Zog Nit Keynmol

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From World ORT:

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With each Yom HaShoah the number of Survivors dwindles making the challenge of engaging new generations more difficult and more urgent. But Australian film maker Eli Rabinowitz has found a way – and it’s inspired ORT students across the Former Soviet Union.

Eli has started an international push to popularise the partisan song Zog Nit Keynmol by linking ORT and non-ORT schools in an online programme to not only learn its Yiddish – or Hebrew – words but also to delve into its meaning and historical significance and to share what they learn.

The result has moved groups of students at World ORT schools in Kiev, Odessa, Kishinev, Vilnius, Chernivtsi, Tallinn, Moscow, Kazan, Samara and Mexico to prepare videos for Yom HaShoah singing the anthem written by the Vilna poet Hirsh Glik to a melody by the Soviet-Jewish composer Dimitri Pokrass.

“This is a powerful statement and shows that we can link the generations this way,” South Africa-born Eli said. “How many Survivors will be with us next year? Let’s honour them and their legacy. Yom HaShoah is such a significant day for them and for our youth – for all of us! We are all survivors!”

With Fania Brancovskaja, survivor, Vilnius, Lithuania

With Phillip Maisel volunteer at Jewish Holocaust Centre, Melbourne, Australia

This 4 minute interview with Phillip Maisel below highlights the importance of the Partisan Song, and the role of our youth in keeping alive the legacy of Hirsh Glik’s poem of hope!

Phillip, 95, was a friend of  Hirsh Glik, and one of the first to hear this poem recited in the Vilna Gheto in 1943

Holocaust Memorial Day 2018

ZOG NIT KEYNMOL  Poem by Hirsh Glik 1943

With words by Hirsh Glik and music by Dmitri and Daniel Pokrass, “Zog Nit Keynmol” became the anthem of the Jewish underground resistance movement in World War II. Hirsh Glik’s lyrics were combined with a march melody from the 1938 Soviet film Son of the Working People to create the inspiring song “Zog Nit Keynmol.” Following the end of World War II “Zog Nit Keynmol” has frequently been sung at Holocaust commemorations worldwide, particularly on Yom Hashoah.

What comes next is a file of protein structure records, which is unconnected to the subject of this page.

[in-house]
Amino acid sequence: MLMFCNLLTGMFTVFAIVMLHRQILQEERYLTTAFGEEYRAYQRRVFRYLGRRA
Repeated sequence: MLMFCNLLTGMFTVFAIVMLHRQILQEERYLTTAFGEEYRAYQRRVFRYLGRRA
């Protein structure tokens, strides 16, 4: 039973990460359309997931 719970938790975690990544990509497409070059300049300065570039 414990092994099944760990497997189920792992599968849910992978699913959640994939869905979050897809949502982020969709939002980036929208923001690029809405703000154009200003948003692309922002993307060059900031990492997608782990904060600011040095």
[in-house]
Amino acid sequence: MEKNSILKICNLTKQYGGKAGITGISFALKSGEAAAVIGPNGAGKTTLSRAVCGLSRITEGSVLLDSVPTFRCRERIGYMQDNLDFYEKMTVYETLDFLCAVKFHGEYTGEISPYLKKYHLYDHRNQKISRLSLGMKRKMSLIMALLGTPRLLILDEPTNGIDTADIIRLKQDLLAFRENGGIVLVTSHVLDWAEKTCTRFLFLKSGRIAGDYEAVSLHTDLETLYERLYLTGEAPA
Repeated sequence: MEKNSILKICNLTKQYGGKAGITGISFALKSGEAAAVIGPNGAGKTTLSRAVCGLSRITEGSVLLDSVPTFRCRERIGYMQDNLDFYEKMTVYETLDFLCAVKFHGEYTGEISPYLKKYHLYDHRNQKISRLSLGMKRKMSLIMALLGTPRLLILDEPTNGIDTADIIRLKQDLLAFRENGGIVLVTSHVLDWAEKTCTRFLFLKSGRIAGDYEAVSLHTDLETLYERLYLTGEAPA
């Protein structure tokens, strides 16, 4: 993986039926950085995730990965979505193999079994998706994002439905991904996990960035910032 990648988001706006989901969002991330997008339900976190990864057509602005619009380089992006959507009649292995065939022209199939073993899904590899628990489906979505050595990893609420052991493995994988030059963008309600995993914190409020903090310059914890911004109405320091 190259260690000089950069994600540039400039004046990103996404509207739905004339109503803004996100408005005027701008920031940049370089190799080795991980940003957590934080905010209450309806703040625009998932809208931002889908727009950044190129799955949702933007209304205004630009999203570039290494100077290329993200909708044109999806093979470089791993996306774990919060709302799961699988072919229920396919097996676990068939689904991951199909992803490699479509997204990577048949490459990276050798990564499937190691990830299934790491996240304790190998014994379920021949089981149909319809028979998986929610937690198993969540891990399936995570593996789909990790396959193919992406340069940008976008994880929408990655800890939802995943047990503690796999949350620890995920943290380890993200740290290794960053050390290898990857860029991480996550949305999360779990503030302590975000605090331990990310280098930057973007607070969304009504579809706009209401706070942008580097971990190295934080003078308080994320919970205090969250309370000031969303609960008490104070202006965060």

The words to “Zog Nit Keynmol” reflect the author’s strong belief in Jewish armed resistance to Nazi oppression. Like many other partisan songs, “Zog Nit Keynmol” served to reinforce Jewish identity and maintain camaraderie in an environment where heroism was required and death was commonplace. Refusing to admit defeat or accept the possibility that Jewish life in Europe was doomed, the song’s lyrics are defiant and optimistic.

Knowing that Jewish communities in Eastern Europe were being destroyed all around them, Jewish partisans employed armed resistance to oppose Nazism. Glik’s lyrics to “Zog Nit Keynmol” helped to sustain the partisans as they risked their lives while forging another link in the long tradition of Jewish poetry dedicated to maintaining unity against hostile outside forces.

—William R. Ferneke

With teachers and students at Solomo Aleichemo ORT school, Vilnius

Don’t Give Up Hope Project

How you can participate

Study Guide 

A  lesson plan for teachers and learners

Timeline

How the project started & developed. This includes the original presentations.

Slides

of my latest presentation

JHC Slides – Google Driveof my presentation

The Poem

How it can be recited as a poem. Examples.

The Music

How the music was matched to the words

The Words

Now In 23 languages

Understand The Poem

Understand The Poem

The Partisan Poem  in 104 languages.

Hirsh Glik  by Phillip Maisel

Phillip was a friend of Hirsh in the ghetto. He has a remarkable account to tell.

Hirsh Glik by Hershl Hartman

A tribute form 2002

Song Heard Around The World by Yuri Suhl

1953 article I found in the Dorot Library, NYPL

Hymn by Leizer Ran

1972 booklet I found in the British Library

The Song – Made in Vilna

How is still being sung in Vilnius today

Project Videos

The collection of the project videos

ORT

ORT’s collection of videos from the FSU and Mexico

 

Press

How the project has been reported around the world

Library Resources

sourced & shared by Julia Monique Reichstein

 

Rachel Margolis

How Rachel matched the music to the words

Oscar Borecki

A tribute to a member of the Bielski Partisans

Different Genres

Different versions of the song

Protest Song

The famous recording of Paul Robeson and others

Memorials

Physical memorials to the song

Jewish Partisans

More information on the partisans

War Poems

Photos from my visit to the British Library

Refugee Blues

WH Auden’s famous 1939 poem

Antiwar Songs

An interesting website

Yad Vashem

Photos from my 2017 visit

Resources

Additional links

Workshop at the Holocaust Centre. Johannesburg

My visit In February 2017

Radical Yiddish

Reprinted from Radical Yiddish with permission of Joel Schechter.

 

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